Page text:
Sally Jo is going to Nancy Ryles Elementary School in Beaverton next Wednesday! Get your journals ready! Our topic will be, “I Used To Think…” What did YOU used to think when you were young that you discovered to be wrong when you got older?
I wrote this poem in class for Halloween. It’s a concrete poem–that means the words form the shape of what I’m writing about. Since the poem is about a pumpkin, I added eyes, a nose and a mouth.
Here’s my assignment for YOUR journal: write a concrete poem about your favorite topic.
More assignments: Tell what you like about the fall season. Describe your favorite Halloween costume.
More cool stuff about ants!
Remember when Eddo and I were walking upside down on our hands? (Entry Seven, in case you forgot!) I said, “Do you ever wonder about ants’ brains? People say their brains are so tiny, they can’t think, but I’m not sure I agree. They seem smart to me because I’ve watched them solve problems, like when I put a bunch of debris in the path where a lot of them are marching and they figure out how to go around. I know their brains are tiny but what if their brains are like computer chips with tons of memory so really they are just as smart as we are?” (I say some other good things in that chapter so you should really read it.)
Anyway, if you go to where the link takes you, you will discover what ants’ homes under the ground look like. I think you will be astounded. The very bottom room of their house is for storage. I wonder if it’s as messy inside as our garage?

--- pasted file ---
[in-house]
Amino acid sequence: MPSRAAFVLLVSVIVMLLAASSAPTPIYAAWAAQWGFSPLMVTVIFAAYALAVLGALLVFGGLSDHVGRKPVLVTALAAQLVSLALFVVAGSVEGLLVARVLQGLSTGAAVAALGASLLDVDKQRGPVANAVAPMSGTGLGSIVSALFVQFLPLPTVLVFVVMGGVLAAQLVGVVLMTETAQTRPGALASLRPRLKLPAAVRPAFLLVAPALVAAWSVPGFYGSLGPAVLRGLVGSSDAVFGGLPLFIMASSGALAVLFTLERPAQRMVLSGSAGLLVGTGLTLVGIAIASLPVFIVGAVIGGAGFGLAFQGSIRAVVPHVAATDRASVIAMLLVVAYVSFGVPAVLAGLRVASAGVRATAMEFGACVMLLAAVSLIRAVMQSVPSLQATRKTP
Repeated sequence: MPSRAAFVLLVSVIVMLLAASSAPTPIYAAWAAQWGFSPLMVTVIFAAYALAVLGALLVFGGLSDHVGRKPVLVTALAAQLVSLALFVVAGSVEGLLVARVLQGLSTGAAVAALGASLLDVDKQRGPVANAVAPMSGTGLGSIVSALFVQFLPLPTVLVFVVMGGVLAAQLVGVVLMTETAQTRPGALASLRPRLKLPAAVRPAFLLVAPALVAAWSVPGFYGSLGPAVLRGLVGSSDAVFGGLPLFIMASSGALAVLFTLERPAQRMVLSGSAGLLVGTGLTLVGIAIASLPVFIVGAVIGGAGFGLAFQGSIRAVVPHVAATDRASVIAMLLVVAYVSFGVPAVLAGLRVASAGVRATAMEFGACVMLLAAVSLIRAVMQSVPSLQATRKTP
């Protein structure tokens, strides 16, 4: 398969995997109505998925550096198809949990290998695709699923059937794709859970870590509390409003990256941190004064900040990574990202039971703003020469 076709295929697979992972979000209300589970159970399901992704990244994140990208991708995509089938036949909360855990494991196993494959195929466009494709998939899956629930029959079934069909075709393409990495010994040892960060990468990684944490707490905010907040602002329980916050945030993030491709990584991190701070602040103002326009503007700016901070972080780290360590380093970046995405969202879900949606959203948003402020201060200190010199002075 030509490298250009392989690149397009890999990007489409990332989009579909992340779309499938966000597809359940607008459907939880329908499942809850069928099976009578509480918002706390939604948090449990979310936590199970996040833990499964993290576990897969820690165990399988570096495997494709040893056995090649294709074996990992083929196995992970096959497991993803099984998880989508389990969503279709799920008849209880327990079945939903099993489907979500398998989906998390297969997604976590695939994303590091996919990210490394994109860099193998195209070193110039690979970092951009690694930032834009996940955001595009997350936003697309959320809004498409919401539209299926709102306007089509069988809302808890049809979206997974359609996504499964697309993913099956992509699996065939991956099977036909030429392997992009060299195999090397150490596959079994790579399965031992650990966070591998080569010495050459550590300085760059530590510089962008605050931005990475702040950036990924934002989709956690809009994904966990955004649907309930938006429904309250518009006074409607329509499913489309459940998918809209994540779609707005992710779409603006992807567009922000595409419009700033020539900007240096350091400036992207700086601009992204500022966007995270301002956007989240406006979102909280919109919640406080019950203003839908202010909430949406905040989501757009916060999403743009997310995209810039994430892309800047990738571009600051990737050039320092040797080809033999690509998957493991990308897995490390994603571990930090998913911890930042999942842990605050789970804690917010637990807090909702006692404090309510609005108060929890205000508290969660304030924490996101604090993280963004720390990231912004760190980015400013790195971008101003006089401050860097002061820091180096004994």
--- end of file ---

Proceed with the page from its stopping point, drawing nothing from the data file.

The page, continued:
The paperback edition of Sally Jo Survives Sixth Grade: A Journal is now available on Amazon!
Guess what starts next week?.
Sally Jo Survives Sixth Grade: A Journal print version!
Grown-ups are reading my journal! I think I know why. They want to see if my sixth grade was anything like their sixth grade. I’ll bet it was. Well, maybe not EVERYTHING. Their mother might not have dated their teacher, and they didn’t have Melvin Porter trying to kiss them all the time. Ick! But probably they had to think about how people treat other people, how we get accused of stuff we didn’t do, or how we wish we would have not done something because of how it turned out. They might have solved mysteries and they might have had a dog. Maybe they even had a teacher with a big behind. Hahahaha!
I hope if they like Sally Jo Survives Sixth Grade: A Journal, that they tell readers in grades 4-6 all about it. And I hope they answer the journal question after every chapter and share what they wrote with the kids they know.
Whatever the grown-ups do, I hope they keep reading and writing about the changes we all go through in life.
Sally Jo says hello!
Hello everyone! I am so glad to be able to meet you all and invite you to read my journal. You will find out my life was like in the sixth grade–how my friend Eddo and I solved mysteries; how the new kid Melvin kept bugging me, how my mom and my teacher fell in love, and how all of us lost someone we loved. You will get to read the column Eddo and I wrote for our school newspaper and follow the recipe I gave you for growing something monstrous under your bed. Best of all, after every one of my journal entries, you will get to write your own answer to a question I ask you about your own life. It’s best if you have a trusted grown up in your life answer the questions, too, and then share your answers with each other. You will begin to see how we all had to survive the same things in the sixth grade.
Here’s the link for my journal:http://www.amazon.com/SALLY-SURVIVES-SIXTH-GRADE-ebook/dp/B00A0V52ES/ref=sr_1_1?s=digital-text&ie=UTF8&qid=1352427942&sr=1-1&keywords=sally+jo+survives+sixth+grade